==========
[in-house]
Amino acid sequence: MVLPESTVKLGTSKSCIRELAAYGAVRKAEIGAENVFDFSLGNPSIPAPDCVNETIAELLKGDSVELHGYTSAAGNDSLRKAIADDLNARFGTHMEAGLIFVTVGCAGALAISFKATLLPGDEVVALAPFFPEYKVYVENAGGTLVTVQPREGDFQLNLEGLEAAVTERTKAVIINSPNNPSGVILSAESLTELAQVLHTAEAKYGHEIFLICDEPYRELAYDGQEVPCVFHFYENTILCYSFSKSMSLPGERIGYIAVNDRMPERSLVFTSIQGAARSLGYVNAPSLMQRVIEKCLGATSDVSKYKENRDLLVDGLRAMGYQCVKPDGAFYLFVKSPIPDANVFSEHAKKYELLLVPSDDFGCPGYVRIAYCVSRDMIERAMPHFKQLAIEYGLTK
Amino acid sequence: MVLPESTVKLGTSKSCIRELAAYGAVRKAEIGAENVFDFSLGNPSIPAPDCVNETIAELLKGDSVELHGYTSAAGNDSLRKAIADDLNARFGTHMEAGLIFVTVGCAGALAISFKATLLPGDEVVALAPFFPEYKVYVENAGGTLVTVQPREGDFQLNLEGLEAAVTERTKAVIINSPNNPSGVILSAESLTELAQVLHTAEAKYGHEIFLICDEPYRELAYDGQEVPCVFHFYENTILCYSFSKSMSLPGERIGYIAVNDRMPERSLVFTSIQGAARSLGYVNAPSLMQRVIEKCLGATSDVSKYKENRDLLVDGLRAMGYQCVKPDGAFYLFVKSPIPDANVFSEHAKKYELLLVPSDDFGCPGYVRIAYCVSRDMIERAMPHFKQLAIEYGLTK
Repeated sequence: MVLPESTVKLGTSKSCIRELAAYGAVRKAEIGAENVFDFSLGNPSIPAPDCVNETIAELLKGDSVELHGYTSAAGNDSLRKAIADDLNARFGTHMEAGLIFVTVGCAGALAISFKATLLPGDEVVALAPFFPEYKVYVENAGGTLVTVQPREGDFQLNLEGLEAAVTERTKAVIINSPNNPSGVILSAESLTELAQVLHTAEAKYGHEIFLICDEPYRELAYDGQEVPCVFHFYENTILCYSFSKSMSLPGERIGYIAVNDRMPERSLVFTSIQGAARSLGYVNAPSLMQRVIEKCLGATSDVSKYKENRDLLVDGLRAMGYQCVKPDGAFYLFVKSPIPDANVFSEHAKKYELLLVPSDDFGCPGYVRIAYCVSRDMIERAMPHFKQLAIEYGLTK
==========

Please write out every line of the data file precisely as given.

[in-house]
Amino acid sequence: MVLPESTVKLGTSKSCIRELAAYGAVRKAEIGAENVFDFSLGNPSIPAPDCVNETIAELLKGDSVELHGYTSAAGNDSLRKAIADDLNARFGTHMEAGLIFVTVGCAGALAISFKATLLPGDEVVALAPFFPEYKVYVENAGGTLVTVQPREGDFQLNLEGLEAAVTERTKAVIINSPNNPSGVILSAESLTELAQVLHTAEAKYGHEIFLICDEPYRELAYDGQEVPCVFHFYENTILCYSFSKSMSLPGERIGYIAVNDRMPERSLVFTSIQGAARSLGYVNAPSLMQRVIEKCLGATSDVSKYKENRDLLVDGLRAMGYQCVKPDGAFYLFVKSPIPDANVFSEHAKKYELLLVPSDDFGCPGYVRIAYCVSRDMIERAMPHFKQLAIEYGLTK
Amino acid sequence: MVLPESTVKLGTSKSCIRELAAYGAVRKAEIGAENVFDFSLGNPSIPAPDCVNETIAELLKGDSVELHGYTSAAGNDSLRKAIADDLNARFGTHMEAGLIFVTVGCAGALAISFKATLLPGDEVVALAPFFPEYKVYVENAGGTLVTVQPREGDFQLNLEGLEAAVTERTKAVIINSPNNPSGVILSAESLTELAQVLHTAEAKYGHEIFLICDEPYRELAYDGQEVPCVFHFYENTILCYSFSKSMSLPGERIGYIAVNDRMPERSLVFTSIQGAARSLGYVNAPSLMQRVIEKCLGATSDVSKYKENRDLLVDGLRAMGYQCVKPDGAFYLFVKSPIPDANVFSEHAKKYELLLVPSDDFGCPGYVRIAYCVSRDMIERAMPHFKQLAIEYGLTK
Repeated sequence: MVLPESTVKLGTSKSCIRELAAYGAVRKAEIGAENVFDFSLGNPSIPAPDCVNETIAELLKGDSVELHGYTSAAGNDSLRKAIADDLNARFGTHMEAGLIFVTVGCAGALAISFKATLLPGDEVVALAPFFPEYKVYVENAGGTLVTVQPREGDFQLNLEGLEAAVTERTKAVIINSPNNPSGVILSAESLTELAQVLHTAEAKYGHEIFLICDEPYRELAYDGQEVPCVFHFYENTILCYSFSKSMSLPGERIGYIAVNDRMPERSLVFTSIQGAARSLGYVNAPSLMQRVIEKCLGATSDVSKYKENRDLLVDGLRAMGYQCVKPDGAFYLFVKSPIPDANVFSEHAKKYELLLVPSDDFGCPGYVRIAYCVSRDMIERAMPHFKQLAIEYGLTK